Sunday, January 22, 2012
Béarnaise sauce, grilled steak and home-made chunky potato chips
Playing around with food is all fine, but sometimes I want a good old classic dish. Take the Béarnaise sauce. I first encountered back in Denmark in 1992/1993 - my host mum would make it regularly and serve it with grilled steak. It came in a powdered form from a packet, but to my 18-year-old tastebuds it tasted just fine and I instantly fell for the tarragon-infused creamy sauce. A good steak and tarragon-enhanced sauce Béarnaise is truly a match made in heaven! I wouldn't touch the Béarnaise made from a powder anymore, but I still love the sauce.
Note that the sauce has nothing to do with the Swiss capital, Bern. It gets its name from the birth-place of d'Artagnan (the one in "The Three Musketeers"), Béarn province, in South-Western France :)
The recipe below is based on Paul Gayler's recipe in Jill Norman's excellent The Cook's Book. Paul Gayler suggests using clarified butter to make this sauce (as well as it's "mother sauce", Hollandaise), but I am happy enough with using just melted butter myself.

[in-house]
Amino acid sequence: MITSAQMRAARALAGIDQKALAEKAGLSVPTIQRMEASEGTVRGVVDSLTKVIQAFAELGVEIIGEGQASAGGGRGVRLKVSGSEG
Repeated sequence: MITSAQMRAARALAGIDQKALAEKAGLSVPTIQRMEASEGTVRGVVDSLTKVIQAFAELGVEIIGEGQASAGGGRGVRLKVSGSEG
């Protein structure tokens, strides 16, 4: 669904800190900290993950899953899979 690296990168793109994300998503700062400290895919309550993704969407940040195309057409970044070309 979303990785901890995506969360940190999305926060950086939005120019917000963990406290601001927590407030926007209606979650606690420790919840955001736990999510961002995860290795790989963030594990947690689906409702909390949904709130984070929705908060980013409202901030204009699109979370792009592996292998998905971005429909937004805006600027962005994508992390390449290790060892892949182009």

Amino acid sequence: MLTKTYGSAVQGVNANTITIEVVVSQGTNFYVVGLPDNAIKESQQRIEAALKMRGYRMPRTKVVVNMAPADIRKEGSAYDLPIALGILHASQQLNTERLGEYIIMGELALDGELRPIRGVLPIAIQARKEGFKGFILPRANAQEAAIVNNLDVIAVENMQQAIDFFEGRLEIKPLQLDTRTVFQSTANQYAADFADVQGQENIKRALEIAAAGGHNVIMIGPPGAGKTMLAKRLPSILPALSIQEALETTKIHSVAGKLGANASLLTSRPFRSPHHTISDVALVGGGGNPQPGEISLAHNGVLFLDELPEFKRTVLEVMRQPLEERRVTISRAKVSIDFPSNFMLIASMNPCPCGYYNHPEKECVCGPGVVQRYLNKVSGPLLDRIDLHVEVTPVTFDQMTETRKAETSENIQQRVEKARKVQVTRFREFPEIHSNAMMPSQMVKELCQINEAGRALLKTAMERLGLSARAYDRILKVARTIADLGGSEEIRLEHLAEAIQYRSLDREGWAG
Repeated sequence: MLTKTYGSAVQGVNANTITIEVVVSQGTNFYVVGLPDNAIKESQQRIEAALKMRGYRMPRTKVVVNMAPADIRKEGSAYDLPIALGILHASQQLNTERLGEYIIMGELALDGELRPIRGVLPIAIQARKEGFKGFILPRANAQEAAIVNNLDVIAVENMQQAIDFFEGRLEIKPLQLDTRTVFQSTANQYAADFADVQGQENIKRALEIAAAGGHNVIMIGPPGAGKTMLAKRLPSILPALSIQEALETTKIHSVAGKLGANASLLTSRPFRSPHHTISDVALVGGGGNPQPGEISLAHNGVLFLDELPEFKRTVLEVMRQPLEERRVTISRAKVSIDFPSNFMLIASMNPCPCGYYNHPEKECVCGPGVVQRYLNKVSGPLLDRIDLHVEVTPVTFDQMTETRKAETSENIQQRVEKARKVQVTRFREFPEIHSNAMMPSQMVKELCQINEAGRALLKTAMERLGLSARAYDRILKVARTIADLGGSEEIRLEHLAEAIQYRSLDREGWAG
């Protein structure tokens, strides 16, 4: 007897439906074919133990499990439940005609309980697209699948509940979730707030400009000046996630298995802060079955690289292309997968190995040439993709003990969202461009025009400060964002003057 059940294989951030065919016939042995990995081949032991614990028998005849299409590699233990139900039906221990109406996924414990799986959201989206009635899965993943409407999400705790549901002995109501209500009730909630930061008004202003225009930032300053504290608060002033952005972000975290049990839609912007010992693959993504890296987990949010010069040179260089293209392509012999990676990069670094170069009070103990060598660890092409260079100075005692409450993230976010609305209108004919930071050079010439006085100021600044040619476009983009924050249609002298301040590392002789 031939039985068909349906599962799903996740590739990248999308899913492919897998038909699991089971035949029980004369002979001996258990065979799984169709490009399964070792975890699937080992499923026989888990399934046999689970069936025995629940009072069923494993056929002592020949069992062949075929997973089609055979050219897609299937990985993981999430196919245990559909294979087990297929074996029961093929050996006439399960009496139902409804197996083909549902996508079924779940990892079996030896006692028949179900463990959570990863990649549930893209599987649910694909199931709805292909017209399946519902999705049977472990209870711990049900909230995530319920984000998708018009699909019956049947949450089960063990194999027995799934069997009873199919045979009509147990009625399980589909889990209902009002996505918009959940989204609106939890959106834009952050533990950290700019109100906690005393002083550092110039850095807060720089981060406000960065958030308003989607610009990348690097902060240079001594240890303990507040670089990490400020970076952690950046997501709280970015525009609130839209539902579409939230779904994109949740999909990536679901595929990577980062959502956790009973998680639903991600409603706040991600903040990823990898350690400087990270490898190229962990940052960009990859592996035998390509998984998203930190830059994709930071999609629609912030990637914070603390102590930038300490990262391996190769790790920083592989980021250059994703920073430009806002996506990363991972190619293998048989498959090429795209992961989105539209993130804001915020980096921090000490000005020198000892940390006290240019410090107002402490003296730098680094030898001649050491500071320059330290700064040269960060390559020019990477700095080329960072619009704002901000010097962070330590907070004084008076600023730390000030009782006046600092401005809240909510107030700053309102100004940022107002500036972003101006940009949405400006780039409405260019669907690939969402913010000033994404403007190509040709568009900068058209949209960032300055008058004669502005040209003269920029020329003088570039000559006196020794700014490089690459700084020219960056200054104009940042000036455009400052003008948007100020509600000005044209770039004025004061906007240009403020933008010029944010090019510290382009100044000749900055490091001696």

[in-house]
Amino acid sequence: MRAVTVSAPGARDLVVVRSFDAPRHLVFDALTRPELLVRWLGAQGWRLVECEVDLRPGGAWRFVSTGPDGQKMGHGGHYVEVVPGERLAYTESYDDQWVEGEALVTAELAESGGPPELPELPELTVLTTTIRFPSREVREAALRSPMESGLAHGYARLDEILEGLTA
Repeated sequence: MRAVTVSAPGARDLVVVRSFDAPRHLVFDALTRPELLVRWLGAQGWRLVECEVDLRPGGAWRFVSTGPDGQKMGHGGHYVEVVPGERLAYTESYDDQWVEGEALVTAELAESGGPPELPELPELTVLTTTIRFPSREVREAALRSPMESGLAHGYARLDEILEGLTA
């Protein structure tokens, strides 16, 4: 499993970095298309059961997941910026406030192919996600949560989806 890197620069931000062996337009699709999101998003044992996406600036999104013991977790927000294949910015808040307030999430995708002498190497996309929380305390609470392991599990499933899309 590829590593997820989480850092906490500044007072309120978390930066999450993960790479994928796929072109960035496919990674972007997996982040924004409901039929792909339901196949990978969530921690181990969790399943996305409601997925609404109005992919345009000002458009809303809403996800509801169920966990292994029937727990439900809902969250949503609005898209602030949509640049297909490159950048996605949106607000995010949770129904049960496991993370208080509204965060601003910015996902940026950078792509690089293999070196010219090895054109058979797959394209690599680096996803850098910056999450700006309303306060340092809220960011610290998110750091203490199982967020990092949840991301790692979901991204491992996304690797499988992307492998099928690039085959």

What's your relationship to Sauce Béarnaise? Love it or hate it?
Serves 4 to 6 (makes about 600 ml)
2 Tbsp white vine vinegar
2 Tbsp water
1 tsp white peppercorns, lightly crushed
2 Tbsp roughly chopped fresh tarragon or 2 tsp dried tarragon
2 small shallots, chopped
4 large egg yolks
250 g unsalted butter, melted
1 Tbsp fresh tarragon, chopped
1 Tbsp fresh chervil, chopped
Place the vinegar, water, peppercorns, tarragon and shallots in a small pan. Bring to the boil, then lower the heat and simmer for about 1-2 minutes, until reduced to about 2,5 Tbsp. Remove from the heat and leave to infuse and cool.
Strain the liquid into a heatproof bowl. Add the egg yolks and whisk until combined
Set the bowl over a pan of simmering water (bain-marie), the base of the bowl should not touch the hot water, but be just above it. Whisk the mixture for 5-6 minutes, until it thickens and is creamy and smooth in texture.
Remove the bowl and place onto a dampened kitchen towel (this helps to keep the bowl in place). Slowly pour in the melted butter in a thin stream, whisking vigorously all the time, until the sauce is thick and glossy.
Add the chopped tarragon and chervil, season to taste with sea salt and serve at once.